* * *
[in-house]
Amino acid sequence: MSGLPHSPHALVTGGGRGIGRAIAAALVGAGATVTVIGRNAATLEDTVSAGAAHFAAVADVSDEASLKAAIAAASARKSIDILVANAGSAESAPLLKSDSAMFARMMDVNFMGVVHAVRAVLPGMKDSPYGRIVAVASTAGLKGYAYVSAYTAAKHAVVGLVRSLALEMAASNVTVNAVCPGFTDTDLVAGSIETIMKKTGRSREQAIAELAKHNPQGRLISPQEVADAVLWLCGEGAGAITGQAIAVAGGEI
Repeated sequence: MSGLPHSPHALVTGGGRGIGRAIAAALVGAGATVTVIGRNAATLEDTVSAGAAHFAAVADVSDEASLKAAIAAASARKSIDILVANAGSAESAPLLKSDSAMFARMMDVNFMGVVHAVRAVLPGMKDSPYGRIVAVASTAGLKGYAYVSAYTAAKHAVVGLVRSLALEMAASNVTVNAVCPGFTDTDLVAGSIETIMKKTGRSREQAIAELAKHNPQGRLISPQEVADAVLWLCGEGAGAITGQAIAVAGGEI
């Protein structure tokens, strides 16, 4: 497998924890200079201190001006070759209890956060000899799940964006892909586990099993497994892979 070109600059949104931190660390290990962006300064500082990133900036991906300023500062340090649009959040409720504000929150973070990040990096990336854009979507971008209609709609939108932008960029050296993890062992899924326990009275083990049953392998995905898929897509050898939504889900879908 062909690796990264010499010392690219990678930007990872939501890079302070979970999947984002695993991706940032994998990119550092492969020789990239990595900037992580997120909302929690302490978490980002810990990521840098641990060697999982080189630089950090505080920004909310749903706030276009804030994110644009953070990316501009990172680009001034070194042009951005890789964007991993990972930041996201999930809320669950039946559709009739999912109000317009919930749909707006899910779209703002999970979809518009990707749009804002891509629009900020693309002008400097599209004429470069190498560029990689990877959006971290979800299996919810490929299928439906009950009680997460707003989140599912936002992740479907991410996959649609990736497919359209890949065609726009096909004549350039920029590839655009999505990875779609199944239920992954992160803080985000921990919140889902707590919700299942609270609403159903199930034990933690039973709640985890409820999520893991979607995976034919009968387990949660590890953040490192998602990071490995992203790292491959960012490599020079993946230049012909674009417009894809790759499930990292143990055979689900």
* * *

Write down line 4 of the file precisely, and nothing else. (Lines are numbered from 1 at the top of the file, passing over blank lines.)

């Protein structure tokens, strides 16, 4: 497998924890200079201190001006070759209890956060000899799940964006892909586990099993497994892979 070109600059949104931190660390290990962006300064500082990133900036991906300023500062340090649009959040409720504000929150973070990040990096990336854009979507971008209609709609939108932008960029050296993890062992899924326990009275083990049953392998995905898929897509050898939504889900879908 062909690796990264010499010392690219990678930007990872939501890079302070979970999947984002695993991706940032994998990119550092492969020789990239990595900037992580997120909302929690302490978490980002810990990521840098641990060697999982080189630089950090505080920004909310749903706030276009804030994110644009953070990316501009990172680009001034070194042009951005890789964007991993990972930041996201999930809320669950039946559709009739999912109000317009919930749909707006899910779209703002999970979809518009990707749009804002891509629009900020693309002008400097599209004429470069190498560029990689990877959006971290979800299996919810490929299928439906009950009680997460707003989140599912936002992740479907991410996959649609990736497919359209890949065609726009096909004549350039920029590839655009999505990875779609199944239920992954992160803080985000921990919140889902707590919700299942609270609403159903199930034990933690039973709640985890409820999520893991979607995976034919009968387990949660590890953040490192998602990071490995992203790292491959960012490599020079993946230049012909674009417009894809790759499930990292143990055979689900």